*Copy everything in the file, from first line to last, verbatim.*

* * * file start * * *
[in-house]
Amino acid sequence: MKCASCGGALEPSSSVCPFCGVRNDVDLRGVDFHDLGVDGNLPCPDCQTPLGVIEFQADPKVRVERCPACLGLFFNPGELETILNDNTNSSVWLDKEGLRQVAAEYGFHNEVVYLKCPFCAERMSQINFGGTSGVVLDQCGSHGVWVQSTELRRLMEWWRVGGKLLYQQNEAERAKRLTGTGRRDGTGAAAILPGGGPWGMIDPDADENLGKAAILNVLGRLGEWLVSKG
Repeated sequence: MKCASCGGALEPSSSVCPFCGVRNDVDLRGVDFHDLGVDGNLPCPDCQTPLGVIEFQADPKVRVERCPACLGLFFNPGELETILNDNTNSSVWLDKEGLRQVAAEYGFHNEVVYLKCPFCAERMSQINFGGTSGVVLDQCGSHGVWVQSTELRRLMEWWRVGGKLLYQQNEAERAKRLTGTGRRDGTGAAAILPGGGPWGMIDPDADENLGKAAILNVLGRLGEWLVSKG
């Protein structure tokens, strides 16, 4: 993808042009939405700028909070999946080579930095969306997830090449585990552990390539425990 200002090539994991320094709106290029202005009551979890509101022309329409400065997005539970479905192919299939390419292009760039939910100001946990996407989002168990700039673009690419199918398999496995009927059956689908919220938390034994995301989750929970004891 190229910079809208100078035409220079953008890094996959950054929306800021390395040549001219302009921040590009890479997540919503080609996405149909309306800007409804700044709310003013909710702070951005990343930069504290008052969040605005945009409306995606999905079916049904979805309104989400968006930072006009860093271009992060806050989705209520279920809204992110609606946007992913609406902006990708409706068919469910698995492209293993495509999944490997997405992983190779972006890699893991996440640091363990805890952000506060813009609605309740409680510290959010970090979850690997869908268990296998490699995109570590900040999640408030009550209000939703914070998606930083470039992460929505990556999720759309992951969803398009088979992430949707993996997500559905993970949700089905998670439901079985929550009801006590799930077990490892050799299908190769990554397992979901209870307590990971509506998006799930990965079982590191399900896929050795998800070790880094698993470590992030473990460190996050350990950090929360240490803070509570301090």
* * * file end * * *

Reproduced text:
[in-house]
Amino acid sequence: MKCASCGGALEPSSSVCPFCGVRNDVDLRGVDFHDLGVDGNLPCPDCQTPLGVIEFQADPKVRVERCPACLGLFFNPGELETILNDNTNSSVWLDKEGLRQVAAEYGFHNEVVYLKCPFCAERMSQINFGGTSGVVLDQCGSHGVWVQSTELRRLMEWWRVGGKLLYQQNEAERAKRLTGTGRRDGTGAAAILPGGGPWGMIDPDADENLGKAAILNVLGRLGEWLVSKG
Repeated sequence: MKCASCGGALEPSSSVCPFCGVRNDVDLRGVDFHDLGVDGNLPCPDCQTPLGVIEFQADPKVRVERCPACLGLFFNPGELETILNDNTNSSVWLDKEGLRQVAAEYGFHNEVVYLKCPFCAERMSQINFGGTSGVVLDQCGSHGVWVQSTELRRLMEWWRVGGKLLYQQNEAERAKRLTGTGRRDGTGAAAILPGGGPWGMIDPDADENLGKAAILNVLGRLGEWLVSKG
């Protein structure tokens, strides 16, 4: 993808042009939405700028909070999946080579930095969306997830090449585990552990390539425990 200002090539994991320094709106290029202005009551979890509101022309329409400065997005539970479905192919299939390419292009760039939910100001946990996407989002168990700039673009690419199918398999496995009927059956689908919220938390034994995301989750929970004891 190229910079809208100078035409220079953008890094996959950054929306800021390395040549001219302009921040590009890479997540919503080609996405149909309306800007409804700044709310003013909710702070951005990343930069504290008052969040605005945009409306995606999905079916049904979805309104989400968006930072006009860093271009992060806050989705209520279920809204992110609606946007992913609406902006990708409706068919469910698995492209293993495509999944490997997405992983190779972006890699893991996440640091363990805890952000506060813009609605309740409680510290959010970090979850690997869908268990296998490699995109570590900040999640408030009550209000939703914070998606930083470039992460929505990556999720759309992951969803398009088979992430949707993996997500559905993970949700089905998670439901079985929550009801006590799930077990490892050799299908190769990554397992979901209870307590990971509506998006799930990965079982590191399900896929050795998800070790880094698993470590992030473990460190996050350990950090929360240490803070509570301090």